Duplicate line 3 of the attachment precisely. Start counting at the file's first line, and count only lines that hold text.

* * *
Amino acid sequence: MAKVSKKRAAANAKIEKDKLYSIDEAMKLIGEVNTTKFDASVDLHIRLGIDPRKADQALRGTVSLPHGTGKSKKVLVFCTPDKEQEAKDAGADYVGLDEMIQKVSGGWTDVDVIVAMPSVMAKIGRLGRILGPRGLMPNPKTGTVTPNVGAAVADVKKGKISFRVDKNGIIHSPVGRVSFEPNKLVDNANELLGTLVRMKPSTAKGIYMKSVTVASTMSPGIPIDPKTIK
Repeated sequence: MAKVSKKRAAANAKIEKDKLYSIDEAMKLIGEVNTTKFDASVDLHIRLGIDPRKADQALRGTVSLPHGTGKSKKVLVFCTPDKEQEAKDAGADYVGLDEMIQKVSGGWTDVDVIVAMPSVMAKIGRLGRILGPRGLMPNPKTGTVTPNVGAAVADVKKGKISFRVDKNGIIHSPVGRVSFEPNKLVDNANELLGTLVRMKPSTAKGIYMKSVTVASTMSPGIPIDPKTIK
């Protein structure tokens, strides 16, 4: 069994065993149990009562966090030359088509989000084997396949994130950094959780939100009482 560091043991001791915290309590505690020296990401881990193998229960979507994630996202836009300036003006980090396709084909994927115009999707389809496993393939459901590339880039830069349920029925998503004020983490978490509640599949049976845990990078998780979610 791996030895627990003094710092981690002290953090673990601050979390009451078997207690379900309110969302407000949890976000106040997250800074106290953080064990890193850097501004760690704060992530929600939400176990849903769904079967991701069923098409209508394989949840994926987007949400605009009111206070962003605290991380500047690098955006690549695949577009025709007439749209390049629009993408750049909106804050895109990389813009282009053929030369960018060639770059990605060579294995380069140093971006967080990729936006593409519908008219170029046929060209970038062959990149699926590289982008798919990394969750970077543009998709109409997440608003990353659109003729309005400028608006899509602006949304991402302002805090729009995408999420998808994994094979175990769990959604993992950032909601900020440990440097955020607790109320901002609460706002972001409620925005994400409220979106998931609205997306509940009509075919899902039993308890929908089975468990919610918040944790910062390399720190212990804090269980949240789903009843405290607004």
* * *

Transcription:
């Protein structure tokens, strides 16, 4: 069994065993149990009562966090030359088509989000084997396949994130950094959780939100009482 560091043991001791915290309590505690020296990401881990193998229960979507994630996202836009300036003006980090396709084909994927115009999707389809496993393939459901590339880039830069349920029925998503004020983490978490509640599949049976845990990078998780979610 791996030895627990003094710092981690002290953090673990601050979390009451078997207690379900309110969302407000949890976000106040997250800074106290953080064990890193850097501004760690704060992530929600939400176990849903769904079967991701069923098409209508394989949840994926987007949400605009009111206070962003605290991380500047690098955006690549695949577009025709007439749209390049629009993408750049909106804050895109990389813009282009053929030369960018060639770059990605060579294995380069140093971006967080990729936006593409519908008219170029046929060209970038062959990149699926590289982008798919990394969750970077543009998709109409997440608003990353659109003729309005400028608006899509602006949304991402302002805090729009995408999420998808994994094979175990769990959604993992950032909601900020440990440097955020607790109320901002609460706002972001409620925005994400409220979106998931609205997306509940009509075919899902039993308890929908089975468990919610918040944790910062390399720190212990804090269980949240789903009843405290607004």